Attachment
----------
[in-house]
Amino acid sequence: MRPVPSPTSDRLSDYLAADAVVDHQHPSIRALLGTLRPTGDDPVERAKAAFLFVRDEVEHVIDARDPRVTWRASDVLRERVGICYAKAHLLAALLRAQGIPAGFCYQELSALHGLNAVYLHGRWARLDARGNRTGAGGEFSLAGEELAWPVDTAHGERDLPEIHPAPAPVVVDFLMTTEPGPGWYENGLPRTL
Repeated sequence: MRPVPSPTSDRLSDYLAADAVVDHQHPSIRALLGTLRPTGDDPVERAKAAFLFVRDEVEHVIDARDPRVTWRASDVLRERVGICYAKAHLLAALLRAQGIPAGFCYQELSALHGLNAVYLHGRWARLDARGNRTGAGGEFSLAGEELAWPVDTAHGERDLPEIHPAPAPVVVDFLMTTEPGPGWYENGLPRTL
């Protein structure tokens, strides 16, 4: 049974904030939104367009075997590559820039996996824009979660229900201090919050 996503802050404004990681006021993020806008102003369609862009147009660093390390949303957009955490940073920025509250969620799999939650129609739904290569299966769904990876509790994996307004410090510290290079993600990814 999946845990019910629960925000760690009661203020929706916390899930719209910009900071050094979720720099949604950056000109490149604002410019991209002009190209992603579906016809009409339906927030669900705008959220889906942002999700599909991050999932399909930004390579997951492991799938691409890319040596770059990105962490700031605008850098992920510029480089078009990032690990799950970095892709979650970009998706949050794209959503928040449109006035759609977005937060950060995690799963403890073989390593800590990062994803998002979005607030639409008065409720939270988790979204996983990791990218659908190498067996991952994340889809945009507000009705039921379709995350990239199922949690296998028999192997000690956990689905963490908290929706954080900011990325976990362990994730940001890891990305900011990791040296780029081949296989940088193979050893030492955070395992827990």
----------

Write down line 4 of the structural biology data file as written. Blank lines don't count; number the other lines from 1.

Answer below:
């Protein structure tokens, strides 16, 4: 049974904030939104367009075997590559820039996996824009979660229900201090919050 996503802050404004990681006021993020806008102003369609862009147009660093390390949303957009955490940073920025509250969620799999939650129609739904290569299966769904990876509790994996307004410090510290290079993600990814 999946845990019910629960925000760690009661203020929706916390899930719209910009900071050094979720720099949604950056000109490149604002410019991209002009190209992603579906016809009409339906927030669900705008959220889906942002999700599909991050999932399909930004390579997951492991799938691409890319040596770059990105962490700031605008850098992920510029480089078009990032690990799950970095892709979650970009998706949050794209959503928040449109006035759609977005937060950060995690799963403890073989390593800590990062994803998002979005607030639409008065409720939270988790979204996983990791990218659908190498067996991952994340889809945009507000009705039921379709995350990239199922949690296998028999192997000690956990689905963490908290929706954080900011990325976990362990994730940001890891990305900011990791040296780029081949296989940088193979050893030492955070395992827990």